Punched in the solar plexus

Punched in the solar plexus

Hear that sound like someone being punched in the gut?

That’s because the coal industry just got another fist in the solar plexus. The team at global bank Standard Chartered released an announcement saying they are no longer willing to finance the construction of new thermal coal power plants.

This follows on from a previous decision not to be involved in new coal mines, including the Adani mine in Queensland.

Things are really moving here. Certainly the coal industry is at risk of being removed from bank financing completely.

This is not just climate concern pushing against coal. Renewable power is becoming cost-competitive.

And the emerging markets are now driving a high adoption rate. The Financial Times reports that they will overtake the developed world this year in terms of solar energy installed.

It’s not hard to see why. The price of solar modules is down 80% since 2009.

We have to be watching this space.

Metal to watch: nickel

Here’s one thing to keep an eye on as part of the shift to clean energy: what BHP decides to with its Nickel West business.

The Australian reported this morning that a fire broke out at BHP’s Kalgoorlie nickel smelter. This is just as the company is considering whether to upgrade its nickel assets back into their core portfolio.

A bit of backstory helps here. BHP previously wanted to sell these assets and actually gave up on finding a buyer. It didn’t even bother to include them in the South32 spin-off.

The recovery in the nickel price and the improving outlook for the metal, thanks to the rollout of electric vehicles, is changing all this.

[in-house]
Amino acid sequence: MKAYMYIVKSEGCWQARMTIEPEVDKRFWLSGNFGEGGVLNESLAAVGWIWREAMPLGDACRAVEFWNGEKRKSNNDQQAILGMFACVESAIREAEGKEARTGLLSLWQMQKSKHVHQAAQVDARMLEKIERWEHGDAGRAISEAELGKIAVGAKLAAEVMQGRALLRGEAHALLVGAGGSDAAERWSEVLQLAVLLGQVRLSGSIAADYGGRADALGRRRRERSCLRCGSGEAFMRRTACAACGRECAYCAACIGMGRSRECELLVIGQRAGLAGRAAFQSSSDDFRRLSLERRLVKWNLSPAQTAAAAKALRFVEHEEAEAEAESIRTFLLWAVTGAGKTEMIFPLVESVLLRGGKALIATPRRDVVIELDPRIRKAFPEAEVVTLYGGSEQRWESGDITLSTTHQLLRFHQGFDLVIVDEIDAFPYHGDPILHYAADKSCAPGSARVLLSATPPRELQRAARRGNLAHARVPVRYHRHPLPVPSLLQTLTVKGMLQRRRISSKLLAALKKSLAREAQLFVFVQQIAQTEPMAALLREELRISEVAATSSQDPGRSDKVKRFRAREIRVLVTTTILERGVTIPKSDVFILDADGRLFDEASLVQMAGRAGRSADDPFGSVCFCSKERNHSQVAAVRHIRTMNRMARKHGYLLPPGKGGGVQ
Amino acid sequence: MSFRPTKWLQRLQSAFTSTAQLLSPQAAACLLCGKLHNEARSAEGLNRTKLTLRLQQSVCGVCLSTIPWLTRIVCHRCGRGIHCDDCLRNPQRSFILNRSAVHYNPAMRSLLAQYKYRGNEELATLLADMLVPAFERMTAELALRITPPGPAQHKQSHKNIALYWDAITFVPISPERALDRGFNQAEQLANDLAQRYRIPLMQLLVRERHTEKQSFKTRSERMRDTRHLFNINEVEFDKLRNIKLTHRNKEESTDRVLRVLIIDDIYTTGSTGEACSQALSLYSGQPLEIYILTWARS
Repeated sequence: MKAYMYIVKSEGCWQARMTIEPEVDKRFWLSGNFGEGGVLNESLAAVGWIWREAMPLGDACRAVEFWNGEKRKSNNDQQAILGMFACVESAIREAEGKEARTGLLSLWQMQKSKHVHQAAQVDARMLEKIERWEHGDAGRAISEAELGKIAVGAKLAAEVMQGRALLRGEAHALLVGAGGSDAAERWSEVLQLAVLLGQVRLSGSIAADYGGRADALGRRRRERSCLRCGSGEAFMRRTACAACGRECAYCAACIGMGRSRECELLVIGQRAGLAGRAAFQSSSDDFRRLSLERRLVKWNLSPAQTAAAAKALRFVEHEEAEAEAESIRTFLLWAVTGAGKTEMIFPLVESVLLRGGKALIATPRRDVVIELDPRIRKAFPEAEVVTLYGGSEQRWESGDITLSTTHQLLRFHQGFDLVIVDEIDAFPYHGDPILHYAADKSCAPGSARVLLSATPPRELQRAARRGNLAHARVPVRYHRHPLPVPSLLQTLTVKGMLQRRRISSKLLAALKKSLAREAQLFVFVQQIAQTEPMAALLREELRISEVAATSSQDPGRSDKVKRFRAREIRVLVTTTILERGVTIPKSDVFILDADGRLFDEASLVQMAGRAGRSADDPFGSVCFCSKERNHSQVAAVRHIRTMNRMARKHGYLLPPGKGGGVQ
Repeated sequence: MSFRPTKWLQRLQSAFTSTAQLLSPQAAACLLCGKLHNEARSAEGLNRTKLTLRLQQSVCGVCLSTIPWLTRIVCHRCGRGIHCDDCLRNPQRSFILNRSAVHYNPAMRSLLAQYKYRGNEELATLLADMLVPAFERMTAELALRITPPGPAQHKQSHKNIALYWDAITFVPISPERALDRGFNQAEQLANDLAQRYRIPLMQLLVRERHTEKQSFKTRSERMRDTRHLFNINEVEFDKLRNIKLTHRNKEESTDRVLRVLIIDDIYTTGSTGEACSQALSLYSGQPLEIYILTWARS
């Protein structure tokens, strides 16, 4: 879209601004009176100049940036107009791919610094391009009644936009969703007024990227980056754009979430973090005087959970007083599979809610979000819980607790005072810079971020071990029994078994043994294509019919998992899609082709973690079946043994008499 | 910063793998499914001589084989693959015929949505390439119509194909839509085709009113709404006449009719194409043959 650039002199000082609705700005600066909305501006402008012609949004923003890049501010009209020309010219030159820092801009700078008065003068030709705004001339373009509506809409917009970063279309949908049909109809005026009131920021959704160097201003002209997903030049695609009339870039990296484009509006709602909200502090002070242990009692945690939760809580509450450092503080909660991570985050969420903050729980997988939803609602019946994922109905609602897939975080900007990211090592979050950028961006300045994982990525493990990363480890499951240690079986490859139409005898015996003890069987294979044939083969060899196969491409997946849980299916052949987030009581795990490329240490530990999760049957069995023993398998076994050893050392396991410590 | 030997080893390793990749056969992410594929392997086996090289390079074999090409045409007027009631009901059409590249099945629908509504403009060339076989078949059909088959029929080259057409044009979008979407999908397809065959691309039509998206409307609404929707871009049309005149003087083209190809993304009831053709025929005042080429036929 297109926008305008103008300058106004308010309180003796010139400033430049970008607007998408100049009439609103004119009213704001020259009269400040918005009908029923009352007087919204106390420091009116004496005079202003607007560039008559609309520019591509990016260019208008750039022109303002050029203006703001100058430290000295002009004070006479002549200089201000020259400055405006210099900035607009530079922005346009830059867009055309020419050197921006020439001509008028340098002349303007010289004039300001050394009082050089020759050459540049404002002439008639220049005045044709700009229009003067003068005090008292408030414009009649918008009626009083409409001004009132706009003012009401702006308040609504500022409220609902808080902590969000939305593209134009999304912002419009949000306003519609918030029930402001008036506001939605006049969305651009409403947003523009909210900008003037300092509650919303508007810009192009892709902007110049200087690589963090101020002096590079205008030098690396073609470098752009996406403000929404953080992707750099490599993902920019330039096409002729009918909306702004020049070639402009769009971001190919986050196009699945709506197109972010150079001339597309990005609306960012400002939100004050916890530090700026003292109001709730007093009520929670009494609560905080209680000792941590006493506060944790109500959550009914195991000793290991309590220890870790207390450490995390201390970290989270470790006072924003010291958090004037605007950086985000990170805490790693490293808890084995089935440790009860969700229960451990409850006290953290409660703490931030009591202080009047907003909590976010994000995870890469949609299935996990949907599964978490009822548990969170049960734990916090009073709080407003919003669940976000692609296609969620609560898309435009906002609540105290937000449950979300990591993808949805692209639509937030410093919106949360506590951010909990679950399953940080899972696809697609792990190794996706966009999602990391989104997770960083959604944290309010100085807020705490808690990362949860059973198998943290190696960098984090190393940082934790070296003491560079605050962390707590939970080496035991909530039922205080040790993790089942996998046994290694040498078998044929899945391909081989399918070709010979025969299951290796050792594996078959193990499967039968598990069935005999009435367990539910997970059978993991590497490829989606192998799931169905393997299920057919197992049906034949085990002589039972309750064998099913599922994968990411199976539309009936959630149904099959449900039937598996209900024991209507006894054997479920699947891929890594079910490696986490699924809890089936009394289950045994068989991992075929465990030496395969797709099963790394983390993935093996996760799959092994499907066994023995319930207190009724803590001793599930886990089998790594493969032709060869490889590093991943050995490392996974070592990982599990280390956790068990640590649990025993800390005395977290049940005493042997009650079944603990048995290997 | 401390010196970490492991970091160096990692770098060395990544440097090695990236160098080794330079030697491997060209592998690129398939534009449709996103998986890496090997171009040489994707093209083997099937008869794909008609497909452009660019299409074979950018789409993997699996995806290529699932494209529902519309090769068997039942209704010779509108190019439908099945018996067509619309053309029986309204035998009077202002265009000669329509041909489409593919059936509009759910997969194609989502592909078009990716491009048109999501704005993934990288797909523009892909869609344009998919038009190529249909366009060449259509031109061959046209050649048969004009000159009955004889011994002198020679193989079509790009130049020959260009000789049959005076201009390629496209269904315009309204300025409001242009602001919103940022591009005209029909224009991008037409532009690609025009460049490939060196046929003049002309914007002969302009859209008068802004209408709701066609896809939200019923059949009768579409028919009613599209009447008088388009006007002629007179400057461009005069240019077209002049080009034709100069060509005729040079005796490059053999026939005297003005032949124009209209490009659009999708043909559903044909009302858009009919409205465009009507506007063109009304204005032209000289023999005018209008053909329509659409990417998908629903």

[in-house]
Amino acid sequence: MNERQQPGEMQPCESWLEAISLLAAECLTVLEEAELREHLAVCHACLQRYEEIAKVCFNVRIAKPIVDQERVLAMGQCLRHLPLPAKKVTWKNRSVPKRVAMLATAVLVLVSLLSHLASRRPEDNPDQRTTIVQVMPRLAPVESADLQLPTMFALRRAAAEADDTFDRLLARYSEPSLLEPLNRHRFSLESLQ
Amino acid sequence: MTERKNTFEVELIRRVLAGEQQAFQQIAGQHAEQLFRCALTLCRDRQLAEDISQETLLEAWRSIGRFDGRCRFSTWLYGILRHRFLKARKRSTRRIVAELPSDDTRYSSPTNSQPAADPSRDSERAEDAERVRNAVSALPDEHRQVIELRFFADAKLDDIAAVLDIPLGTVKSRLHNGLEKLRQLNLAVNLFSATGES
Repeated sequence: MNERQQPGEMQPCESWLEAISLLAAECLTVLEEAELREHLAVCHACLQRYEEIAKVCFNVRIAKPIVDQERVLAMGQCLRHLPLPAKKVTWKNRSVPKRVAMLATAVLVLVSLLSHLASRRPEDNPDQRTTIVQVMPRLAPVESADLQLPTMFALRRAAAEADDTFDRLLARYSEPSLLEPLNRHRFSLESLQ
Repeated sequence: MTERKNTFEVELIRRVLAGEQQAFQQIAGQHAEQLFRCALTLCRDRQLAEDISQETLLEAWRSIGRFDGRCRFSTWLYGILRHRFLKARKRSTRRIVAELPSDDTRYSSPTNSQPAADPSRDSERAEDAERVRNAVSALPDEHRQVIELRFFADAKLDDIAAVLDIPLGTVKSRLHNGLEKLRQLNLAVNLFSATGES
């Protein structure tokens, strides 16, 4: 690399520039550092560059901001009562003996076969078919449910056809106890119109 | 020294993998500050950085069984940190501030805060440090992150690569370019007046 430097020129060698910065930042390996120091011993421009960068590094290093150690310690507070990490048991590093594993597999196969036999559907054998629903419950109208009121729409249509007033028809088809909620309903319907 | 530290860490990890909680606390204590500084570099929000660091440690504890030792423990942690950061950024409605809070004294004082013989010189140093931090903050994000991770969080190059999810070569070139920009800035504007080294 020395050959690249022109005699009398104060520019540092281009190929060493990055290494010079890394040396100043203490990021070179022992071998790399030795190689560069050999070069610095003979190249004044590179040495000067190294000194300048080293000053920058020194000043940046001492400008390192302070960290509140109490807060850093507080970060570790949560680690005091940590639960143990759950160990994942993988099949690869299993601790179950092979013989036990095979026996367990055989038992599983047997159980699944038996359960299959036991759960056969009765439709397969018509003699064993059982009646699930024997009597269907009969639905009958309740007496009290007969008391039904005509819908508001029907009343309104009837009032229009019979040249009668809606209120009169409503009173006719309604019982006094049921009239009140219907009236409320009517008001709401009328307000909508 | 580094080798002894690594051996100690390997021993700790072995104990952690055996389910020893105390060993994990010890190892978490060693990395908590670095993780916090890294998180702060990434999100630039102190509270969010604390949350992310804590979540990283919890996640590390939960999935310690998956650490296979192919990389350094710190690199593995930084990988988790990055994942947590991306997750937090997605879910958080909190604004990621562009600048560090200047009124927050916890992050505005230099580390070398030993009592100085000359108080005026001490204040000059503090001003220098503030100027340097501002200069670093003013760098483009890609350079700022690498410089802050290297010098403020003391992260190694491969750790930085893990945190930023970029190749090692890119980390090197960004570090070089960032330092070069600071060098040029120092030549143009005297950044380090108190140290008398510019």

I was at a conference in Melbourne last week. It was on the outlook for battery metals like nickel, lithium and cobalt.

There remains a lot of opportunities around all of them for the foreseeable future.

However, the commodity space is full of price projections and favourable scenarios that never eventuate.

One way to gauge how confident industry players are on a particular sector is to see what they do with their money.

BHP’s management has made it known they’re only going to spend precious capital conservatively and with great care.

If they decide to invest in expanding their Nickel West division, we know they see the electric vehicle trend as genuine and compelling.

I keep an eye on Rio Tinto and their Serbian lithium project for the same reason.

Another player to follow here is SoftBank, the Japanese firm. It’s looking to lock up supply of lithium. It’s already the top shareholder in development company Nemaska Lithium and is on the hunt for more, according to the Nikkei Asian Review.

The expansion required could be very large.

VW to launch Tesla rival

Current lithium carbonate production, for example, is around 200,000 tonnes a year. It will need to hit 1.2 million tonnes over the next decade if electric vehicle uptake hits current estimates.

It’s going to take a lot of financing and development for the mining industry to meet that target.

And don’t forget that the hard rock miners then need to send their concentrate to the companies that convert it for use in the battery sector.

So conversion capacity needs to go up as well.

What can’t be denied is how the car makers are pushing into this market aggressively.

VW is close to launching its affordable electric car, the NEO, next year. The early suggestion is that it will undercut Tesla’s Model 3 on price.

It will also have multiple battery options to meet different buyers.

This follows on from a string of announcements all year that the electric models are being developed.

But this isn’t even the full story.

The rise of renewable energy is going to usher in demand for large-scale batteries to store it.

The proof of that is right here in Australia.

The battery at Hornsdale Wind Farm in South Australia is a great success.

These large-scale batteries are going to keep popping up all over the world.

That throws in another source of demand that’s arguably being under-priced by the market right now.

We can only keep track of developments as they come. But I suggest the surprise will be to the upside on how fast the announcements keep coming.

This is a major theme I’ll be tracking in my new Profit Watch service. If you’re unaware, I’m leaving the Daily Reckoning Australia to provide a new service for you.

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Callum Newman Signature

Callum Newman,
Editor, The Daily Reckoning Australia